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People with stereotypes already expect our roles to be reversed just because I'm Asian and she's black.
Surratt: When we moved in with Emad's mom, there was a lot of culture shock. Surratt: We always go back to why we're together and how we want our relationship to work. Is today's society open to interracial relationships?
Disappointingly, prejudice has evolved along with our mindsets and has adapted to become subtle and internalized.
What’s shocking to me is how sneaky racial discrimination is when it comes to encountering a couple in an interracial relationship. Though you might never say one hateful word, your mind will endlessly wonder what their freaking babies will look like.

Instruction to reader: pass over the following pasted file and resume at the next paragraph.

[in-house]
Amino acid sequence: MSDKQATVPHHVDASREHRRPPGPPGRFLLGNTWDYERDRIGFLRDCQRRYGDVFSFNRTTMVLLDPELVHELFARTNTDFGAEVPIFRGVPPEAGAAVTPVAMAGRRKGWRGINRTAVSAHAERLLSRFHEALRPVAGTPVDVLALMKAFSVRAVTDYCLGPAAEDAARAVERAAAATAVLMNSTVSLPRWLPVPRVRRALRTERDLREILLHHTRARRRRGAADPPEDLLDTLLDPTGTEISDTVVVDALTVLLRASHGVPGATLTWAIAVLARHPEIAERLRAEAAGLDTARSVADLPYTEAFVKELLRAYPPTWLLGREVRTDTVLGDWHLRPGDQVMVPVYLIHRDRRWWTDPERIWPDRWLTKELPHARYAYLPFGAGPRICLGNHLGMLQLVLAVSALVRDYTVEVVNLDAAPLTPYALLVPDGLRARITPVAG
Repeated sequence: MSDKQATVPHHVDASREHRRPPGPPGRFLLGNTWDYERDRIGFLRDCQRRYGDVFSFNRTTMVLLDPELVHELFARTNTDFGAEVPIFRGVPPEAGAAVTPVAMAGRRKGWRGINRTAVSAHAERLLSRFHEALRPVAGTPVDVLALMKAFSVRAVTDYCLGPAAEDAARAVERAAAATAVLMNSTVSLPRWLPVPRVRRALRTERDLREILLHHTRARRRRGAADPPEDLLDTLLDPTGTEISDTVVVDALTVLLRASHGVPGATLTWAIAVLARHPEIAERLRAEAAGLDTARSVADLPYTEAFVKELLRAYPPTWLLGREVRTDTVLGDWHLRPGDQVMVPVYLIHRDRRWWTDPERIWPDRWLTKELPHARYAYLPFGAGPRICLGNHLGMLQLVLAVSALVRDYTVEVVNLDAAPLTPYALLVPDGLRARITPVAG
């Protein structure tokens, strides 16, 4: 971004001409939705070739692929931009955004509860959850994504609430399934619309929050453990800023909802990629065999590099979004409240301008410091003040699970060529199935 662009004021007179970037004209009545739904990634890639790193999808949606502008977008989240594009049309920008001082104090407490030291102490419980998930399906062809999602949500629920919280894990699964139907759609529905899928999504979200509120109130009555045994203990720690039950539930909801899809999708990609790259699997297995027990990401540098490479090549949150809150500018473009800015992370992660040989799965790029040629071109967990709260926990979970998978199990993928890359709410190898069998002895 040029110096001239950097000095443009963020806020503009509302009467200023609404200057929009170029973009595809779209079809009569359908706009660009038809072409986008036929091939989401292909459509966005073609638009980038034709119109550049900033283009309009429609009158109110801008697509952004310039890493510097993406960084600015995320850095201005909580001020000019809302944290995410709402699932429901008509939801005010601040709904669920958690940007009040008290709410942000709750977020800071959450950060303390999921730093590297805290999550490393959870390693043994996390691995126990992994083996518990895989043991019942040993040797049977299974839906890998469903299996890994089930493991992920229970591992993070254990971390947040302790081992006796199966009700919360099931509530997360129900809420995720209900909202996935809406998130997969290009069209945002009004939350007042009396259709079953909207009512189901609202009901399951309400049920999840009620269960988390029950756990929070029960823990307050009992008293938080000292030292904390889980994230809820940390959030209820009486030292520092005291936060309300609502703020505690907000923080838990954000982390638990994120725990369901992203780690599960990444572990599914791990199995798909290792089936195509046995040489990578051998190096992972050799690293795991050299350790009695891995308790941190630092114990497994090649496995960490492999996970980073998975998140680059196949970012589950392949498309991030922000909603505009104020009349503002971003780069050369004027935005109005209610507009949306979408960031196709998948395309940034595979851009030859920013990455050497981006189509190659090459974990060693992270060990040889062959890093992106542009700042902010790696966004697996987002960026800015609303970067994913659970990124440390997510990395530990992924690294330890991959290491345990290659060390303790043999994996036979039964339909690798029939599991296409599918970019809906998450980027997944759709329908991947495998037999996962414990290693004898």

It’s fantastic, and we should be proud of ourselves for that!"I think in some people's minds, they put white with white, blacks with blacks and Asians with Asians." Into the 1960s, more than a dozen states still banned interracial marriage. * Who: Judy, 80, and Bob Fancher, 78, both of Clay. Years together: Married 54 years, with three children. I had a hard time with the language, so I carried a dictionary with me everywhere.It wasn't legal everywhere in the United States until the U. Challenges you've encountered: Judy: Bob was very blond then and I couldn't take him around town because the Japanese didn't approve mixed couples. There were people who called me a foreigner and that I didn't belong here, but I didn't care.Allison Forbes, 19, says some people do double-takes as she walks down the street holding hands with her black boyfriend. Such unions account for about 4 percent of all marriages, according to the estimated 2007 Census. Families and friends asked me, "Isn't there any American woman available for you?"Things are changing but racism still exists," says Forbes, who is white. Since the 1960s, the number of interracial couples in the U. has increased more than tenfold, to 2.3 million, according to U. Here, three couples from different generations talk about their experiences. The couple, who met when Bob served in the Air Force in Japan, is retired. " Early on, my parents were not happy with Judy because of the memories of war against Japan. Judy: Bob spoke a little Japanese and I spoke a little English.